Re: The True Cost of the Essentials (Implementing Peer Review)

From: Andrew Odlyzko <odlyzko_at_DTC.UMN.EDU>
Date: Thu, 13 Dec 2001 20:12:17 -0600

Arthur Smith wrote:
>First note $1000 in 1977 is about $2850 in 2001, according to standard
>CPI tables. ...
>So not counting anything directly associated with print distribution,
>subscription management, marketing, or profit, a publisher can probably
>expect to be spending $800-$1500 in 2001, of which perhaps $300-$1000+
>is directly associated with the copy-editing piece, for every article
>they publish. Compared with the $2850 the 1977 number would suggest, we
>seem to be getting more efficient over the years. ...

The conclusion about greater efficiency does not follow. The $800-$1500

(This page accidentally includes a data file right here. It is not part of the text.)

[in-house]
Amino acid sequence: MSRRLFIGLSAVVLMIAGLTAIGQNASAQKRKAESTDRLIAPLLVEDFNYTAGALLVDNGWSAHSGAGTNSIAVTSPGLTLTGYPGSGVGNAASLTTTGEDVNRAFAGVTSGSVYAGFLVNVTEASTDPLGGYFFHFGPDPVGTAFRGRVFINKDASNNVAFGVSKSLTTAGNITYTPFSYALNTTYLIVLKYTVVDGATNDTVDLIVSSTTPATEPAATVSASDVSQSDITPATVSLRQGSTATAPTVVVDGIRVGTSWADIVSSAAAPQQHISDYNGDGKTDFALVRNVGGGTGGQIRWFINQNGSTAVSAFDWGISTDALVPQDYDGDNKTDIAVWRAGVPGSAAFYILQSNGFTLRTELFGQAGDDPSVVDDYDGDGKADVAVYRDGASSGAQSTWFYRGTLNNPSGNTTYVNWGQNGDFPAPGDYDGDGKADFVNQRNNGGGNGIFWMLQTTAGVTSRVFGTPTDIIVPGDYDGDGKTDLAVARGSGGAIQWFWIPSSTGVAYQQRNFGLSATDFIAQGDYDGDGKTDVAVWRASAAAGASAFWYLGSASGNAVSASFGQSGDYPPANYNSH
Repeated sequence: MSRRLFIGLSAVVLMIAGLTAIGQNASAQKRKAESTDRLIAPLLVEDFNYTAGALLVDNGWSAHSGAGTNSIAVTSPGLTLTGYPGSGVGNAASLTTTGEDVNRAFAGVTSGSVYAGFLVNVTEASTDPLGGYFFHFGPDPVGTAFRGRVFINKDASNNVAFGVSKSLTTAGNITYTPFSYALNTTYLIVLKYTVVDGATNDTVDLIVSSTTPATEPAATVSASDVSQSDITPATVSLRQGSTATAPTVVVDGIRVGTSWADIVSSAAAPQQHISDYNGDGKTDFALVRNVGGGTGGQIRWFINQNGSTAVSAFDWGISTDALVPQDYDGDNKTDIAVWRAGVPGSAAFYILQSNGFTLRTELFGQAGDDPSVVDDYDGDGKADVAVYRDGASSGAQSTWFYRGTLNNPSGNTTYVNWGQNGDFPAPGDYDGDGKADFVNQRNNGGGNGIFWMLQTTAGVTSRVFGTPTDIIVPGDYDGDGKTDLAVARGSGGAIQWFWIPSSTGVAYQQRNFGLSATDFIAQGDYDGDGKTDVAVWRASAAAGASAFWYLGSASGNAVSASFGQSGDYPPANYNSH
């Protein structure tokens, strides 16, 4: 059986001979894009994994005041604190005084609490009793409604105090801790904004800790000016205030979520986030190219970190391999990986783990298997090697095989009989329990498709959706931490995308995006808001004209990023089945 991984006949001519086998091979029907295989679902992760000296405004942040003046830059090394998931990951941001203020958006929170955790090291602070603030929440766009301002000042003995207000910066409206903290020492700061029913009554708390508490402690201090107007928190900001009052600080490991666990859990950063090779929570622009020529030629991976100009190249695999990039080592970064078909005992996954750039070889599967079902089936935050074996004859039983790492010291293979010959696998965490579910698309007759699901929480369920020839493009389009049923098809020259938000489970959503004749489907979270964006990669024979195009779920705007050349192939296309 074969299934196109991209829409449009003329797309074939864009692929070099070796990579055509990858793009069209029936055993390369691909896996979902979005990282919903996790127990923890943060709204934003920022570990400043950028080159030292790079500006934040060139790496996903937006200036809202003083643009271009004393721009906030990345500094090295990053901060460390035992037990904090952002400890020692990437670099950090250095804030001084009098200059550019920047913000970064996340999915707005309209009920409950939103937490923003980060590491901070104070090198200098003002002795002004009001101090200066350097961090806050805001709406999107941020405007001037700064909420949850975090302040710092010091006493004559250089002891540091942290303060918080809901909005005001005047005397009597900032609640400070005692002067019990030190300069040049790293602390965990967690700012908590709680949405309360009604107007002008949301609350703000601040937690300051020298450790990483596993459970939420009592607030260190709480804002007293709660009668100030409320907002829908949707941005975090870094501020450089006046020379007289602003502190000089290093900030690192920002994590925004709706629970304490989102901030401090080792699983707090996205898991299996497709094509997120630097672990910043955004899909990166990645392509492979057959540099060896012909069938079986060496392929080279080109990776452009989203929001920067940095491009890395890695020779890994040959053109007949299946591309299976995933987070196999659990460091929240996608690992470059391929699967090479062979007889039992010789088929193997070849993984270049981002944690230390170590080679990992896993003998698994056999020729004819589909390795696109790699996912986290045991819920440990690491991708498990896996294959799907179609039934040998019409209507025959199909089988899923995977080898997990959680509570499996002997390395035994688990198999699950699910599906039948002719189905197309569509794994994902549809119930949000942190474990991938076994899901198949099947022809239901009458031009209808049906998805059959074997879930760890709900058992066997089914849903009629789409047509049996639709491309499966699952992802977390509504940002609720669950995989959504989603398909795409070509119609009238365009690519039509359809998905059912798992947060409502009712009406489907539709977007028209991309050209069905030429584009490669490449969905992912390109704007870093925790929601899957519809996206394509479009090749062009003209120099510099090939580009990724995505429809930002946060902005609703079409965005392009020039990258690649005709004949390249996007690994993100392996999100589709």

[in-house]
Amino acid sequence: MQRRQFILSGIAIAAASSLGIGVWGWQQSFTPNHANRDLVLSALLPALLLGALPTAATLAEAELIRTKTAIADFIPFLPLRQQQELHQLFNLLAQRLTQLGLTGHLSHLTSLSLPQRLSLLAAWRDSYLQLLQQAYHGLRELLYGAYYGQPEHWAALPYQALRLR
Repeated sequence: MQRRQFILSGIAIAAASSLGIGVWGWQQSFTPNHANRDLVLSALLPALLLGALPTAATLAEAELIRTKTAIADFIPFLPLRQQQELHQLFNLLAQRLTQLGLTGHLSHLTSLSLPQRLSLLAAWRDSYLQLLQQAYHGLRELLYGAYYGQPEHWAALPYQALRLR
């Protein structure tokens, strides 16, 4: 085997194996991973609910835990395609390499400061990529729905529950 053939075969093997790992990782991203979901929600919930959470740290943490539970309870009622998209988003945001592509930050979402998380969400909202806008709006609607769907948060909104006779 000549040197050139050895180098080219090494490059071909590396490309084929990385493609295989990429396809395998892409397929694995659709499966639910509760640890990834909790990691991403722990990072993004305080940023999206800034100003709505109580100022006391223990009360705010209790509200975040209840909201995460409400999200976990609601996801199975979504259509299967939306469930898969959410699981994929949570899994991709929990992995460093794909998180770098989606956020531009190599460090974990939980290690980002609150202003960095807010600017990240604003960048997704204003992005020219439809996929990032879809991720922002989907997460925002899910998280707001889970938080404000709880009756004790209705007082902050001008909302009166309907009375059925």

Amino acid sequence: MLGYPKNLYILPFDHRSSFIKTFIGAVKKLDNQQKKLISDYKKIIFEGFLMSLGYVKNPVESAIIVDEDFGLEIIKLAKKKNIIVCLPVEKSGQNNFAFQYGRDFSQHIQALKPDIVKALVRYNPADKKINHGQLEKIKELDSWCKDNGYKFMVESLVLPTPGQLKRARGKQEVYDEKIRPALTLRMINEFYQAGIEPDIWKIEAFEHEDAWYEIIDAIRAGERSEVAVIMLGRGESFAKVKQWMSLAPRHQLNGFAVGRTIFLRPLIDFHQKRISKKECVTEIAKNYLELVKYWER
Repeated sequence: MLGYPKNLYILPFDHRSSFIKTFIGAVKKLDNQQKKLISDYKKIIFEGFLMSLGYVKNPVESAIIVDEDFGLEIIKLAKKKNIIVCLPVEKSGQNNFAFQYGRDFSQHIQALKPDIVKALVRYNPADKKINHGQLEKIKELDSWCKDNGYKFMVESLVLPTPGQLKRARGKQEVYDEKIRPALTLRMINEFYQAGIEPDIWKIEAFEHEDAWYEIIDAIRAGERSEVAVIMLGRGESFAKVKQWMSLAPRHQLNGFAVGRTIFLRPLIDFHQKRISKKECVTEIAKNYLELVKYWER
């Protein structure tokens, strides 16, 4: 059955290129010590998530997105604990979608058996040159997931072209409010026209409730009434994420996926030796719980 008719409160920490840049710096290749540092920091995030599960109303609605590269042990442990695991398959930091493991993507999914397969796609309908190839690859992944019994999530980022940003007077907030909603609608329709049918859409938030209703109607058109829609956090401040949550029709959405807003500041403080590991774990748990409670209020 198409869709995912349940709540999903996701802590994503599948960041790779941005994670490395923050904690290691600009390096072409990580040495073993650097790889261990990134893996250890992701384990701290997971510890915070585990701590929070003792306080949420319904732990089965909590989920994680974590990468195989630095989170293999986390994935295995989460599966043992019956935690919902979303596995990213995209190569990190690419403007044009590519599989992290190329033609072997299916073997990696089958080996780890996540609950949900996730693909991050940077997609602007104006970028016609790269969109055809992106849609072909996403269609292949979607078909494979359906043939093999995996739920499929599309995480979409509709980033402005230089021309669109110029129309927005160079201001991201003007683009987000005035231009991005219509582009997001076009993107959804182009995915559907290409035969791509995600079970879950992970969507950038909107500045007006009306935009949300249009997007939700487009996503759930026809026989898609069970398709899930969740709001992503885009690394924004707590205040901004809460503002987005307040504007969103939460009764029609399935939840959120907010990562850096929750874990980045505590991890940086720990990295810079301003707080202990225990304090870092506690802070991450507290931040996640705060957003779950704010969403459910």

is what publishers such as APS spend. However, APS is uncommonly efficient
(and non-profit). The average revenue per article in the STM area is
today someplace in the vicinity of $5000, which suggests that STM publishing
has become less rather than more efficient. (I expect that APS had revenues
considerably lower than $1000 per article back in 1977 as well.)

In general, I agree that to operate the way APS does, it costs around
$800-$1500 per article. However, that does not preclude less expensive
modes of operation, either with lower quality, or with shifting some
of the explicit financial costs that APS incurs into hidden subsidies
from editors and the like.

Andrew Odlyzko
Received on Fri Dec 14 2001 - 04:35:10 GMT

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